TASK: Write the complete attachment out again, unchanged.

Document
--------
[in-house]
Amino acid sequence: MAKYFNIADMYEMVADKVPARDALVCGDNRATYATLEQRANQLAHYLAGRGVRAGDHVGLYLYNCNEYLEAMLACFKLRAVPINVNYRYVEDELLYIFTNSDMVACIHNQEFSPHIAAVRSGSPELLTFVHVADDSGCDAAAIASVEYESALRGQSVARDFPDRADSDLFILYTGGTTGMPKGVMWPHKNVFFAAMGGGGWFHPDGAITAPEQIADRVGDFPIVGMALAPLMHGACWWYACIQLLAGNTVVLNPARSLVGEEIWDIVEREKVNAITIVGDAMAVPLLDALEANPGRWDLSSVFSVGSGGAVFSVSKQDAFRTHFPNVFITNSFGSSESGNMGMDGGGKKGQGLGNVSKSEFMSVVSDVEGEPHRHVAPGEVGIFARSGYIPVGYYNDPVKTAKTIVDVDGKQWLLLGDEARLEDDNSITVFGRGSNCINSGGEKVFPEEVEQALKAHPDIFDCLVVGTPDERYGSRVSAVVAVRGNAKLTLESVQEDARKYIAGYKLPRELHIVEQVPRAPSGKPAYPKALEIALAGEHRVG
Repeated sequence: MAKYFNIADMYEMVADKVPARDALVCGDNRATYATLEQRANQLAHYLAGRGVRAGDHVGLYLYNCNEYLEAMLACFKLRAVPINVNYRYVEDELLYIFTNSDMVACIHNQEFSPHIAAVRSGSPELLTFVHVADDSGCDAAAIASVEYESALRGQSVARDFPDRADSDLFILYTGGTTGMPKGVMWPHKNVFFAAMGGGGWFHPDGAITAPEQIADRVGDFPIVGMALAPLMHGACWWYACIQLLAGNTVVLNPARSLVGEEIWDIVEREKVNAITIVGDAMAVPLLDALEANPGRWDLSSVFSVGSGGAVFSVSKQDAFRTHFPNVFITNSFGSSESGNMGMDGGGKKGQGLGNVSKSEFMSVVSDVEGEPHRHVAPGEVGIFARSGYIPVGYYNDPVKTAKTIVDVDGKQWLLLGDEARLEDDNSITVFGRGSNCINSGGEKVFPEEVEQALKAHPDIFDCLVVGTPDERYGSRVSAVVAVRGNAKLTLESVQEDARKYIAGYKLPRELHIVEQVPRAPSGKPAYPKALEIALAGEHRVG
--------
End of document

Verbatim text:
[in-house]
Amino acid sequence: MAKYFNIADMYEMVADKVPARDALVCGDNRATYATLEQRANQLAHYLAGRGVRAGDHVGLYLYNCNEYLEAMLACFKLRAVPINVNYRYVEDELLYIFTNSDMVACIHNQEFSPHIAAVRSGSPELLTFVHVADDSGCDAAAIASVEYESALRGQSVARDFPDRADSDLFILYTGGTTGMPKGVMWPHKNVFFAAMGGGGWFHPDGAITAPEQIADRVGDFPIVGMALAPLMHGACWWYACIQLLAGNTVVLNPARSLVGEEIWDIVEREKVNAITIVGDAMAVPLLDALEANPGRWDLSSVFSVGSGGAVFSVSKQDAFRTHFPNVFITNSFGSSESGNMGMDGGGKKGQGLGNVSKSEFMSVVSDVEGEPHRHVAPGEVGIFARSGYIPVGYYNDPVKTAKTIVDVDGKQWLLLGDEARLEDDNSITVFGRGSNCINSGGEKVFPEEVEQALKAHPDIFDCLVVGTPDERYGSRVSAVVAVRGNAKLTLESVQEDARKYIAGYKLPRELHIVEQVPRAPSGKPAYPKALEIALAGEHRVG
Repeated sequence: MAKYFNIADMYEMVADKVPARDALVCGDNRATYATLEQRANQLAHYLAGRGVRAGDHVGLYLYNCNEYLEAMLACFKLRAVPINVNYRYVEDELLYIFTNSDMVACIHNQEFSPHIAAVRSGSPELLTFVHVADDSGCDAAAIASVEYESALRGQSVARDFPDRADSDLFILYTGGTTGMPKGVMWPHKNVFFAAMGGGGWFHPDGAITAPEQIADRVGDFPIVGMALAPLMHGACWWYACIQLLAGNTVVLNPARSLVGEEIWDIVEREKVNAITIVGDAMAVPLLDALEANPGRWDLSSVFSVGSGGAVFSVSKQDAFRTHFPNVFITNSFGSSESGNMGMDGGGKKGQGLGNVSKSEFMSVVSDVEGEPHRHVAPGEVGIFARSGYIPVGYYNDPVKTAKTIVDVDGKQWLLLGDEARLEDDNSITVFGRGSNCINSGGEKVFPEEVEQALKAHPDIFDCLVVGTPDERYGSRVSAVVAVRGNAKLTLESVQEDARKYIAGYKLPRELHIVEQVPRAPSGKPAYPKALEIALAGEHRVG